God.’”

[5] Then the devil took him to the holy city, and set him on the pinnacle of the
temple, [6] and said to him, “If you are the Son of God, throw yourself down; for
it is written, ‘He will give his angels charge of you,’ and ‘On their hands they will
bear you up, lest you strike your foot against a stone.”’

[7] Jesus said to him, “Again it is written, ‘You shall not tempt the Lord your
God.”’ [8] Again, the devil took him to a very high mountain, and showed him
all the kingdoms of the world and the glory of them; [9] and he said to him, “All
these I will give you, if you will fall down and worship me.” [10] Then Jesus said
to him, “Begone, Satan! for it is written, ‘You shall worship the Lord your God
and him only shall you serve.”’ [11] Then the devil left him, and behold, angels
came and ministered to him.

*********************************************************************************************
Commentary:

1. Jesus, our Savior, allowed himself to be tempted because he so chose; and
he did so out of love for us and to instruct us. However, since he was perfect,
he could only be tempted externally. Catholic teaching tells us that there are
three levels of temptation: 1) suggestion, that is, external temptation, which we
can undergo without committing any sin; 2) temptation, in which we take a cer-
tain delight, whether prolonged or not, even though we do not give clear consent;
this level of temptation has now become internal and there is some sinfulness in
it; 3) temptation to which we consent; this is always sinful, and, since it affects
the deepest part of the soul, it is definitely internal. By allowing himself to be
tempted, Jesus wanted to teach us how to fight and conquer our temptations.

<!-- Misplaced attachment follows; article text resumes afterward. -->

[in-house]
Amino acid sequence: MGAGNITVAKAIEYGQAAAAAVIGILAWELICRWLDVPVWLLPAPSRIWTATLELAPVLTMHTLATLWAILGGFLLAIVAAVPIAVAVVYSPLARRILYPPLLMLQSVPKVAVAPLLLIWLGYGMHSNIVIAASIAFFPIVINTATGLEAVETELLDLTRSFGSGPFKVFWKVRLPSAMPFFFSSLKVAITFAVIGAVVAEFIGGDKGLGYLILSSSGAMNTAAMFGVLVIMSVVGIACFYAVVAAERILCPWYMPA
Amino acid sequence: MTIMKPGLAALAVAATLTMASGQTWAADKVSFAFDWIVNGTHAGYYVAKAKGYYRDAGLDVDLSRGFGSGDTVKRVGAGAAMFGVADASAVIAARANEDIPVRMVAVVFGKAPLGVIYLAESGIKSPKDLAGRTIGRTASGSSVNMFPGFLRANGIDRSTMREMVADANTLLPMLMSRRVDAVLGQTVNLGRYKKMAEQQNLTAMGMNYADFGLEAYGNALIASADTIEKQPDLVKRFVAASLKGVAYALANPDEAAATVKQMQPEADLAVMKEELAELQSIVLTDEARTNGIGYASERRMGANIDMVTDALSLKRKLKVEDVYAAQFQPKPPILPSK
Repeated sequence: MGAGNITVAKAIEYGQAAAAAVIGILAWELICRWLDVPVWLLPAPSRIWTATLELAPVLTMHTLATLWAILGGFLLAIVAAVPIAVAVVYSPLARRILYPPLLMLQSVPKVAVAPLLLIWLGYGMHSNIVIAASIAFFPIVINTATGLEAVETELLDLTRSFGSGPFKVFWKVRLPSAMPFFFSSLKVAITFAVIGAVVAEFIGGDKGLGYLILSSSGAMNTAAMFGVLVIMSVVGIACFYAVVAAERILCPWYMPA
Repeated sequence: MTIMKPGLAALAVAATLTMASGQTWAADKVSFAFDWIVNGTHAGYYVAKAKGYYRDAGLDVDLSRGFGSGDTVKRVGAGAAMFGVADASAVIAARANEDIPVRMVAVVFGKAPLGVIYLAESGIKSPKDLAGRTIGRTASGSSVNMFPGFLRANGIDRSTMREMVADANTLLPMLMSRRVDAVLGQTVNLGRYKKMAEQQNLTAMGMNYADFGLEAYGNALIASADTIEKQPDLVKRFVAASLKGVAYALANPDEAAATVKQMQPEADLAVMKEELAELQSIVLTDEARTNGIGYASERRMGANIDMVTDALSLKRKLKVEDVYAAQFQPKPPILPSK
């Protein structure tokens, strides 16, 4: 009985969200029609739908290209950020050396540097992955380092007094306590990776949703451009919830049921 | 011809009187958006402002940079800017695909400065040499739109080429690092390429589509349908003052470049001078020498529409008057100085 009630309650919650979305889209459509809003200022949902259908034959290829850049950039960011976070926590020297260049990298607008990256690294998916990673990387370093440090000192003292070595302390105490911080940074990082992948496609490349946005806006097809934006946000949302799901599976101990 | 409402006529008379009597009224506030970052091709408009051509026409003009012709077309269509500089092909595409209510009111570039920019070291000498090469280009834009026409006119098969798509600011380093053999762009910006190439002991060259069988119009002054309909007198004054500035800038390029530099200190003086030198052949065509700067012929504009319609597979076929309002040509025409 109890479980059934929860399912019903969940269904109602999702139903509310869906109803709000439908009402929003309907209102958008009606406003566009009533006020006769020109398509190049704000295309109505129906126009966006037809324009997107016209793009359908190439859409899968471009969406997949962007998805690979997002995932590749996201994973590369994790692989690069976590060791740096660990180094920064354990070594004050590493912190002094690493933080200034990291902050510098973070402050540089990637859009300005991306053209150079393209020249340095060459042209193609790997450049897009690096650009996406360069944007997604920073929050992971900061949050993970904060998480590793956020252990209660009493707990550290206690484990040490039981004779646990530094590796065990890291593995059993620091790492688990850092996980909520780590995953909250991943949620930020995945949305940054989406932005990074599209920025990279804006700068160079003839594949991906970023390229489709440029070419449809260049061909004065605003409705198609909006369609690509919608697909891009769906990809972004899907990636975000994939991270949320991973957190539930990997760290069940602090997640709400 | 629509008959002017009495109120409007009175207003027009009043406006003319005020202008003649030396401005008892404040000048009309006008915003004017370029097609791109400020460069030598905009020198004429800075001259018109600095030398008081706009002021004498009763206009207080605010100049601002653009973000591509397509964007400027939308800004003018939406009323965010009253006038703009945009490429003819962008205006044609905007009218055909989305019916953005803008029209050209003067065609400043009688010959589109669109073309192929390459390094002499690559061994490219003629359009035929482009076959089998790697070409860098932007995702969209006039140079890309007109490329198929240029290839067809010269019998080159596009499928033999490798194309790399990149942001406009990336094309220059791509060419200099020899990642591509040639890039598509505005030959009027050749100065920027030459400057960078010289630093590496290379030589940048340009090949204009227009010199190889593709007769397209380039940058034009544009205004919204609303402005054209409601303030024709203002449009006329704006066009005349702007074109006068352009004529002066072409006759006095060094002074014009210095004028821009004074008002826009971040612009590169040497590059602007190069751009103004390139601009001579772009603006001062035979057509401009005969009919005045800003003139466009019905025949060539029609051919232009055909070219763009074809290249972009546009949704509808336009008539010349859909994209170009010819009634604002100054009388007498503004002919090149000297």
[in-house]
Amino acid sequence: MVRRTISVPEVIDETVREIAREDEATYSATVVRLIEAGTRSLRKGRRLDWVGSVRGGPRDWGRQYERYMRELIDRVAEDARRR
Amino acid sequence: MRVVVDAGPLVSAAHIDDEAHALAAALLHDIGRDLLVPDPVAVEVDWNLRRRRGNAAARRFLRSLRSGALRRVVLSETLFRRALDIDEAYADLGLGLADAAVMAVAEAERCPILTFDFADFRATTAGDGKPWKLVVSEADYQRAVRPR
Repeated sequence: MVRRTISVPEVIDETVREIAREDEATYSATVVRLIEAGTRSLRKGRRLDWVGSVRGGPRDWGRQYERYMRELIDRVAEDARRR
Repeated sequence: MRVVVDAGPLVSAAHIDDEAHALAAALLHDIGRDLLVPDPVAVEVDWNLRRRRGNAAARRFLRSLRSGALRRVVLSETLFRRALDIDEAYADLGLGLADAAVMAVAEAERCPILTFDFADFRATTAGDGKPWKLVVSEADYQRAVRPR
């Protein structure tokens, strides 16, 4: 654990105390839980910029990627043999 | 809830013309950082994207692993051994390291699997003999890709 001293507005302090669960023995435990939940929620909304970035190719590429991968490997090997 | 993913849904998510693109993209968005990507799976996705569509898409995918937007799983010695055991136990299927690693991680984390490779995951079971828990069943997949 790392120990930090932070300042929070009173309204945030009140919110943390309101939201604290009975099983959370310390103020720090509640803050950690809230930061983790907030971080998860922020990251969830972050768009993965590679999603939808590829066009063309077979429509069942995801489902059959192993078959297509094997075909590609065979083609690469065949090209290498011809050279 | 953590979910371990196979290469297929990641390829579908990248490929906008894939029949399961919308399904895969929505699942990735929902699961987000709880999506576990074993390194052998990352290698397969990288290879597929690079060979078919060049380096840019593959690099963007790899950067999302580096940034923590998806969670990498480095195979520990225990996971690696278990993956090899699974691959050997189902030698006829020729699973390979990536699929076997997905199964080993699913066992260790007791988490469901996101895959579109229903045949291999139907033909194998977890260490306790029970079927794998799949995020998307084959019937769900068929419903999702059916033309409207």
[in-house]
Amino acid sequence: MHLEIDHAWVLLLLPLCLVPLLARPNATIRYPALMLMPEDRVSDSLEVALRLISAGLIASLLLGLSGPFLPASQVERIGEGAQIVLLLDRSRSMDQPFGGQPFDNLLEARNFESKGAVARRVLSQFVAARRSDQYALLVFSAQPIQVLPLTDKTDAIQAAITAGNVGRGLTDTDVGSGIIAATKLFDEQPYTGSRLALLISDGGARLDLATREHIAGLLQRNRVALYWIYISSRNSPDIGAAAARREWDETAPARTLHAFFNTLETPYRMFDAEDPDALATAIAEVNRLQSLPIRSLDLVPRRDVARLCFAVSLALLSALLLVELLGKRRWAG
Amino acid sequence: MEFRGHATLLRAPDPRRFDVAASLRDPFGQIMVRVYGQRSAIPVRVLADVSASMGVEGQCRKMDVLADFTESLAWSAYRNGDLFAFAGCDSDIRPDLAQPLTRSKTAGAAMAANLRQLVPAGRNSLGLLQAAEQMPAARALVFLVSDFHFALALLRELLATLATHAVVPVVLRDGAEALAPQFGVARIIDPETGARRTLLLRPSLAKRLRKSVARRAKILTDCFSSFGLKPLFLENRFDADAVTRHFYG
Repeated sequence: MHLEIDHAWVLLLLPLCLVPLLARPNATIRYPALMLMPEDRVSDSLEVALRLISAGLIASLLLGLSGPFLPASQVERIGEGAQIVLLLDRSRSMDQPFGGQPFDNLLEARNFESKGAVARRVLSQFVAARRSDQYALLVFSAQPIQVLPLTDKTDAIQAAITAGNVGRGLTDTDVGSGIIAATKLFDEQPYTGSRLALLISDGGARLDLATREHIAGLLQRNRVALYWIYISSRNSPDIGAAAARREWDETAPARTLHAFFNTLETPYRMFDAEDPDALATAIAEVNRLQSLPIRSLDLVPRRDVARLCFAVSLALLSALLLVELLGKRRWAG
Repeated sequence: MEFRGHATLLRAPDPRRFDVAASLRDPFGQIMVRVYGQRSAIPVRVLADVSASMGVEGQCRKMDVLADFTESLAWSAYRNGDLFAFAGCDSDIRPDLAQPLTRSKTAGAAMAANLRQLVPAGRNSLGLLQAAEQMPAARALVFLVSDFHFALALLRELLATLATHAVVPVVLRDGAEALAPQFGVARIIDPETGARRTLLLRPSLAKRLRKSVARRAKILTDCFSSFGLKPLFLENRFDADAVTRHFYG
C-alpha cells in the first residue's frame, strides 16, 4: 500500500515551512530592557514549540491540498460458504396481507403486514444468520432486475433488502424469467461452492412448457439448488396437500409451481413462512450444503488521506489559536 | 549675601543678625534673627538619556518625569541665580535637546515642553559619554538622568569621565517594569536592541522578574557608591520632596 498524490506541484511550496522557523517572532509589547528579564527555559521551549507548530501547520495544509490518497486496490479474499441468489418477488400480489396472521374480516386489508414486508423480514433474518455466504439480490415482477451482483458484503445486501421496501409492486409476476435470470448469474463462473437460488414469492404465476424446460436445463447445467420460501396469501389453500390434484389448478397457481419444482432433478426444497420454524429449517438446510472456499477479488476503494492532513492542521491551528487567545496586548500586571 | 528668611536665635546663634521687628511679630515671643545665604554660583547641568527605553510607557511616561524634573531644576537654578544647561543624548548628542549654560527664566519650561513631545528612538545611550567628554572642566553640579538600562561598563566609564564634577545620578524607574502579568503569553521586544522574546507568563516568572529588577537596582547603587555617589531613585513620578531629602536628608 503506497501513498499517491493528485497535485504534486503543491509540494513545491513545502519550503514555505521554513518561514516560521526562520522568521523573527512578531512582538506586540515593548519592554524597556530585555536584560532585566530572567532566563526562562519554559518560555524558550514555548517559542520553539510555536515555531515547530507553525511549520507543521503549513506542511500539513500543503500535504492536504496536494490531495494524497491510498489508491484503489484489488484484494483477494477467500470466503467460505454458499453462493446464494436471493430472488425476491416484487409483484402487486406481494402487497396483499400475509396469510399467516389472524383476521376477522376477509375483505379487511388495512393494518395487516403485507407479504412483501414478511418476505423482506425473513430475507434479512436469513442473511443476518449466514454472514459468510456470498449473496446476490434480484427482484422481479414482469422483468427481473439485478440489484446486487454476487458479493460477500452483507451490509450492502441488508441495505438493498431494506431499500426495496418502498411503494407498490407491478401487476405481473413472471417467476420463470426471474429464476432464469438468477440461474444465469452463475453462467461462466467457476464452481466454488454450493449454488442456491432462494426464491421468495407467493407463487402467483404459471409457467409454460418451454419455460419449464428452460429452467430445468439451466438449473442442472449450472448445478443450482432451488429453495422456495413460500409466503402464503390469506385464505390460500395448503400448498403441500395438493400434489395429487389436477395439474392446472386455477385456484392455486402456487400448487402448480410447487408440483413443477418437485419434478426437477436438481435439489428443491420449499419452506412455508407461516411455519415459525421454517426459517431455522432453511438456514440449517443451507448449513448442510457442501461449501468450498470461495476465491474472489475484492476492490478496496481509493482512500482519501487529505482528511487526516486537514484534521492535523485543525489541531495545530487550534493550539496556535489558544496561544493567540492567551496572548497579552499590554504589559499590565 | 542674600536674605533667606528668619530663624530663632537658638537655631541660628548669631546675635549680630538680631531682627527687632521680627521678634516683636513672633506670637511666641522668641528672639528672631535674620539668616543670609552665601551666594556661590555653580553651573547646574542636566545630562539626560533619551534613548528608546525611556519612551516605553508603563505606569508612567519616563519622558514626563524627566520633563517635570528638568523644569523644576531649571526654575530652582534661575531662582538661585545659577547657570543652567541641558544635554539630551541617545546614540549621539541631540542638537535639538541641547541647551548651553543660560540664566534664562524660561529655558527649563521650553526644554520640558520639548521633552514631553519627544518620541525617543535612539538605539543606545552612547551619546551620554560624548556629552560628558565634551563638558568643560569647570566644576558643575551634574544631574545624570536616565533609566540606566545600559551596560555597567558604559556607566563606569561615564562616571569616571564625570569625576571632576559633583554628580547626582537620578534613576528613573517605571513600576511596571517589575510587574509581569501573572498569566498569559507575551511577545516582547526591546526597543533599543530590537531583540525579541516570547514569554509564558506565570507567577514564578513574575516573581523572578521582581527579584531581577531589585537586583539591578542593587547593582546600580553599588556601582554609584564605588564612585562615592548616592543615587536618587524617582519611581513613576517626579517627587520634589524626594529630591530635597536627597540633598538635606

We will do this by having trust in God and prayer, with the help of God’s grace
and by having fortitude.

Jesus’ temptations in the desert have a deep significance in salvation history.
All the most important people throughout sacred history were tempted—Adam
and Eve, Abraham, Moses, and the chosen people themselves. Similarly with
Jesus. By rejecting the temptations of the devil, our Lord atones for the falls of
those who went before him and those who come after him. He is an example
for us in all the temptations we were subsequently to have, and also for the bat-
tles between the Church and the power of the devil. Later Jesus teaches us in
the Our Father to ask God to help us with his grace not to fall at the time of
temptation.

2. Before beginning his work as Messiah, that is, before promulgating the New
Law or New Testament, Jesus prepares himself by prayer and fasting in the de-
sert. Moses acted in the same way before proclaiming, in God’s name, the Old
Law on Mount Sinai (Ex 34:28). Elijah, too, journeyed for forty days in the desert
to fulfill the Law (1 Kings 19:5-8).

The Church follows Jesus’ footsteps by prescribing the yearly Lenten fast. We
should practise Lent each year with this spirit of piety. “It can be said that
Christ introduced the tradition of forty days fast into the Church’s liturgical year,
because he himself ‘fasted forty days and forty nights’ before beginning to teach.
By this Lenten fast the Church is in a certain sense called every year to follow
her Master and Lord if she wishes to preach his Gospel effectively” (John Paul